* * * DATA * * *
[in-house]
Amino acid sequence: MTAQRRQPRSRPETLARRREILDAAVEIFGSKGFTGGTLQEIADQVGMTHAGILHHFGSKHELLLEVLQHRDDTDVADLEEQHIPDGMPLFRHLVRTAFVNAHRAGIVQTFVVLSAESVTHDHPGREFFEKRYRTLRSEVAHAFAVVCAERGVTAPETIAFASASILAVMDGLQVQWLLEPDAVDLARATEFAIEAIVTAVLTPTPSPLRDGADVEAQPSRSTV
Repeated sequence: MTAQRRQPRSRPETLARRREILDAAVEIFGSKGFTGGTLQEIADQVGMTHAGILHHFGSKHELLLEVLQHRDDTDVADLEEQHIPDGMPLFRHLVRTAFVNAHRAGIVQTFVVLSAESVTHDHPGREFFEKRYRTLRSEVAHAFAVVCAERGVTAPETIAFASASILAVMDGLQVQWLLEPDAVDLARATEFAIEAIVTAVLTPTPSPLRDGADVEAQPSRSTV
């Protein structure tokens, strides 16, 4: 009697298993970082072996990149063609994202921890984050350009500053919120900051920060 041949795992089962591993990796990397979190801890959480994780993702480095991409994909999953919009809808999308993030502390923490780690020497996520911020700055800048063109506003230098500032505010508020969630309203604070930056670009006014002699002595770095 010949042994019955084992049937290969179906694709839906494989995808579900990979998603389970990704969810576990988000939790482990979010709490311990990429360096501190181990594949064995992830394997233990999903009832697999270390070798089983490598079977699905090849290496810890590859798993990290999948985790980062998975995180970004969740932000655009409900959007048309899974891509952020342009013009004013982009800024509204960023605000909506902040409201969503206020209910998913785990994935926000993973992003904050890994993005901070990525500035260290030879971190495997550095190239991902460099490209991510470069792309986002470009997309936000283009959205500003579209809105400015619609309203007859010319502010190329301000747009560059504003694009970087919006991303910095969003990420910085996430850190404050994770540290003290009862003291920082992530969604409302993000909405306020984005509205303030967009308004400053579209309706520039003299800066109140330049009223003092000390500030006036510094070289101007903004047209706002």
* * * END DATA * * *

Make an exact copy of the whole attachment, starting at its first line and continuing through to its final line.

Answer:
[in-house]
Amino acid sequence: MTAQRRQPRSRPETLARRREILDAAVEIFGSKGFTGGTLQEIADQVGMTHAGILHHFGSKHELLLEVLQHRDDTDVADLEEQHIPDGMPLFRHLVRTAFVNAHRAGIVQTFVVLSAESVTHDHPGREFFEKRYRTLRSEVAHAFAVVCAERGVTAPETIAFASASILAVMDGLQVQWLLEPDAVDLARATEFAIEAIVTAVLTPTPSPLRDGADVEAQPSRSTV
Repeated sequence: MTAQRRQPRSRPETLARRREILDAAVEIFGSKGFTGGTLQEIADQVGMTHAGILHHFGSKHELLLEVLQHRDDTDVADLEEQHIPDGMPLFRHLVRTAFVNAHRAGIVQTFVVLSAESVTHDHPGREFFEKRYRTLRSEVAHAFAVVCAERGVTAPETIAFASASILAVMDGLQVQWLLEPDAVDLARATEFAIEAIVTAVLTPTPSPLRDGADVEAQPSRSTV
């Protein structure tokens, strides 16, 4: 009697298993970082072996990149063609994202921890984050350009500053919120900051920060 041949795992089962591993990796990397979190801890959480994780993702480095991409994909999953919009809808999308993030502390923490780690020497996520911020700055800048063109506003230098500032505010508020969630309203604070930056670009006014002699002595770095 010949042994019955084992049937290969179906694709839906494989995808579900990979998603389970990704969810576990988000939790482990979010709490311990990429360096501190181990594949064995992830394997233990999903009832697999270390070798089983490598079977699905090849290496810890590859798993990290999948985790980062998975995180970004969740932000655009409900959007048309899974891509952020342009013009004013982009800024509204960023605000909506902040409201969503206020209910998913785990994935926000993973992003904050890994993005901070990525500035260290030879971190495997550095190239991902460099490209991510470069792309986002470009997309936000283009959205500003579209809105400015619609309203007859010319502010190329301000747009560059504003694009970087919006991303910095969003990420910085996430850190404050994770540290003290009862003291920082992530969604409302993000909405306020984005509205303030967009308004400053579209309706520039003299800066109140330049009223003092000390500030006036510094070289101007903004047209706002």